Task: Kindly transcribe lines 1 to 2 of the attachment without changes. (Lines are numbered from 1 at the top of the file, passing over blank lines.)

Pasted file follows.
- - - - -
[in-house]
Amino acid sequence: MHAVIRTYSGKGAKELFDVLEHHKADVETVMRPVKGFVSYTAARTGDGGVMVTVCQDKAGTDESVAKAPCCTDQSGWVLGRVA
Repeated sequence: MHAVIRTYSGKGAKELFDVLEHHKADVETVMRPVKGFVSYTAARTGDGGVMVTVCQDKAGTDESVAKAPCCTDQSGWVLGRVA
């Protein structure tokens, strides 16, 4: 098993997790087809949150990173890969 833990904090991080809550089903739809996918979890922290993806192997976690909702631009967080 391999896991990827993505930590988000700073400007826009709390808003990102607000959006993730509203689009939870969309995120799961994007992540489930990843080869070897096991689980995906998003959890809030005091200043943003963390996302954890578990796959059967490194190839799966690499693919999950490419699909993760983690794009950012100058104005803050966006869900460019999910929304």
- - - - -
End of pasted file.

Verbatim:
[in-house]
Amino acid sequence: MHAVIRTYSGKGAKELFDVLEHHKADVETVMRPVKGFVSYTAARTGDGGVMVTVCQDKAGTDESVAKAPCCTDQSGWVLGRVA